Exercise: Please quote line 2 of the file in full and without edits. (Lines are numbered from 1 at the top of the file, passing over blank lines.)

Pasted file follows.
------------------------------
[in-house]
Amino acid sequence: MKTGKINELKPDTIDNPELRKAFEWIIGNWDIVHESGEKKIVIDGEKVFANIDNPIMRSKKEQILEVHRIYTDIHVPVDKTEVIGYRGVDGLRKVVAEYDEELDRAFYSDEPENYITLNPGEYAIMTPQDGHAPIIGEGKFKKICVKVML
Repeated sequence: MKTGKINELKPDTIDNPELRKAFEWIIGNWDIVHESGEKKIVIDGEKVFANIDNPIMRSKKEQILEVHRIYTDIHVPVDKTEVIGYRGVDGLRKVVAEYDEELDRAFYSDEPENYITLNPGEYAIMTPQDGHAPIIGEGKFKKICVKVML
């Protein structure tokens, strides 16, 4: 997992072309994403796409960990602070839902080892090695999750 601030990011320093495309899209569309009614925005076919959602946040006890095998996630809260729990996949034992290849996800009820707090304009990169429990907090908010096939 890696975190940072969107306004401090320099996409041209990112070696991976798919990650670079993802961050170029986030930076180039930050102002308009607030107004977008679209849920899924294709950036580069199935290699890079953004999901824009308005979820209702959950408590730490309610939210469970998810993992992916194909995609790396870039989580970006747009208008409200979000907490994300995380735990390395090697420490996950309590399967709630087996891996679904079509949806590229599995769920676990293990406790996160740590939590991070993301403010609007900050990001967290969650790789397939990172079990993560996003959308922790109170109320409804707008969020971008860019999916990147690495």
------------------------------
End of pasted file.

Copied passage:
Amino acid sequence: MKTGKINELKPDTIDNPELRKAFEWIIGNWDIVHESGEKKIVIDGEKVFANIDNPIMRSKKEQILEVHRIYTDIHVPVDKTEVIGYRGVDGLRKVVAEYDEELDRAFYSDEPENYITLNPGEYAIMTPQDGHAPIIGEGKFKKICVKVML